The party breakdown of the 435-member House is 231 Republicans, 201 Democrats and one independent with two seats vacant. One Republican did not vote in the leadership election.
Blunt's position in leadership had made him the front-runner, but he ended seven votes short of the necessary majority on a first-round secret ballot. He had 110 votes and Boehner had 79. Shadegg received 40 and Rep. Jim Ryun of Kansas, who was not an announced candidate, got two votes.
After Shadegg and Ryun dropped out, Boehner won his second-ballot victory.
It was the most-contested election among House Republicans since the upheaval that followed ethics allegations and election losses in 1998. Eight years later, the GOP hopes to avoid political reversals in midterm elections as it contends with ethics problems anew.
The secret-ballot election capped a 24-day campaign in which Blunt sought to convert his experience as majority whip and DeLay's temporary stand-in into a permanent promotion.
"This is not a party stuck in neutral," he said as the race began, dismissing a claim made by Boehner. "This is an opportunity for reform."
Boehner and Shadegg both cast themselves as outsiders, better positioned to revive Republican spirits and political fortunes in the wake of the Abramoff lobbying scandal.
Democrats watched with interest, ready to pounce on the winner.
"No matter who Republicans elect, it's easy to show they're supporting more of the same ... part of the same pay-to-play system that's made Washington the mess that it is right now," said Bill Burton, a spokesman for the House Democratic campaign organization.
The three Republican rivals, all 56, have carved out different careers in the House.
Blunt, who represents a district in southwestern Missouri, had just won his second term in 1998 when DeLay, R-Texas, tapped him to take a place at the leadership table as chief deputy whip.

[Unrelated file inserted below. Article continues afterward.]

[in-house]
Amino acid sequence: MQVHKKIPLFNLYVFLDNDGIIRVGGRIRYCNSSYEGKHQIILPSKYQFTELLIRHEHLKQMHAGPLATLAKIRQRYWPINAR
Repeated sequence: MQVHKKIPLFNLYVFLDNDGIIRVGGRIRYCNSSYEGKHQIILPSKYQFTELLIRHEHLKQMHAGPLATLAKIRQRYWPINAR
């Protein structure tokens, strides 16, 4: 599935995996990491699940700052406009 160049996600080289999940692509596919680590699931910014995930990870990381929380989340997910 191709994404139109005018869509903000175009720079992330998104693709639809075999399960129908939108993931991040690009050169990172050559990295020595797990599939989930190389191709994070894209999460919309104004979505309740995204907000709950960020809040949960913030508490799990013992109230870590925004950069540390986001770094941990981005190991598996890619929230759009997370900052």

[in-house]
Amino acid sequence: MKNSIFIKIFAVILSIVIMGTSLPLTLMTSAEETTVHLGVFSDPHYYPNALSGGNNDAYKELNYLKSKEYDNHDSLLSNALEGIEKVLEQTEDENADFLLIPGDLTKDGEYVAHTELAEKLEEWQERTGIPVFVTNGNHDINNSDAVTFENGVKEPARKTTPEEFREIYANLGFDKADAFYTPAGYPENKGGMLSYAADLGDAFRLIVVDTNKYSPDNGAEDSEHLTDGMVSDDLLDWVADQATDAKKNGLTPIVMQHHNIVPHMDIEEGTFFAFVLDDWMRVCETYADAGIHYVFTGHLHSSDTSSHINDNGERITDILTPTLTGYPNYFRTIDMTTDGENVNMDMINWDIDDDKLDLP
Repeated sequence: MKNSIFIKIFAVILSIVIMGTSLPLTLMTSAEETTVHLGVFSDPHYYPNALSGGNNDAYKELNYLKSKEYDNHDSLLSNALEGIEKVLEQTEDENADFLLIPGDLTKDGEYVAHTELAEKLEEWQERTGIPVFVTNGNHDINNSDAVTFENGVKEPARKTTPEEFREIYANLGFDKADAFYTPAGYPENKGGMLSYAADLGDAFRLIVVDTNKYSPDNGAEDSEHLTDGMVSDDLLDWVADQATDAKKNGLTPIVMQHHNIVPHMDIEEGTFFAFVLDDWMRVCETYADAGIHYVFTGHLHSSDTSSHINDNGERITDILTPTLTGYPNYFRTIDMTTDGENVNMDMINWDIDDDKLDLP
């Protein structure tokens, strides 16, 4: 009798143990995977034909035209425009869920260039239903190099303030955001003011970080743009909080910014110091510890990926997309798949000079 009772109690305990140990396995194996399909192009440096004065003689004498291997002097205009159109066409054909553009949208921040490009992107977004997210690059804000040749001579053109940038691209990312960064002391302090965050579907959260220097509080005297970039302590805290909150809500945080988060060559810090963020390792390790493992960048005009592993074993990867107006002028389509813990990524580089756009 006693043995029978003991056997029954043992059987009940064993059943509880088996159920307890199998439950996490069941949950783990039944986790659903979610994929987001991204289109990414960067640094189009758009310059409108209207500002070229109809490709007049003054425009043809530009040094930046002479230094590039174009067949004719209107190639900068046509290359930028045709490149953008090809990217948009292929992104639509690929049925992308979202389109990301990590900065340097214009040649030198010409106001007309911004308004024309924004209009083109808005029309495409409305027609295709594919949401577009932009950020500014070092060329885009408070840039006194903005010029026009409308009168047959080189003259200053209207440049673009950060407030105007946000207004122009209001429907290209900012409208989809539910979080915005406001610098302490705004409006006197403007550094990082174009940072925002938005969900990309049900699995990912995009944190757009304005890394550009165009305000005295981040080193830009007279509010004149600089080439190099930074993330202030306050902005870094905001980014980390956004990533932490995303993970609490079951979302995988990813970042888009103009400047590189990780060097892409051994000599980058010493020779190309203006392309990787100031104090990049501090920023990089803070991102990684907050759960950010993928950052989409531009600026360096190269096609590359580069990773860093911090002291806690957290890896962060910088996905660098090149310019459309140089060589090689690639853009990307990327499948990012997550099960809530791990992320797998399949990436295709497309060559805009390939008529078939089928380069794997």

The two men each moved up one rung on the leadership ladder in 2003 and have worked closely together for years. Jim Ellis, a consultant who was indicted with DeLay last year on campaign fundraising charges, also works for Blunt's political action committee. He has denied all wrongdoing.
Unlike either of his rivals, Boehner came to Congress when Democrats held a majority, and he joined the Gang of Seven, a group of energetic young lawmakers eager to draw attention to a scandal involving the House bank and Democrats.
Boehner won a place in leadership when Republicans gained a majority in 1994, a position that kept him in frequent contact with lobbyists.
But he and DeLay soon clashed, and Boehner lost his leadership post four years later. Boehner became chairman of the House Education and the Workforce Committee in 2001, and he helped shepherd President Bush's No Child Left Behind education bill through the House.
Shadegg came to Congress from the Phoenix area in 1994, part of the large contingent of newcomers who cemented the first Republican majority in 40 years. He showed an interest in health care and other policy issues, and won election in 2000 as head of an organization of House conservatives, now known as the Republican Study Committee. He later was elected to a junior leadership post.
DeLay, who has denied any wrongdoing, is awaiting trial in his home state on the campaign finance charges he has repeatedly denounced as politically inspired.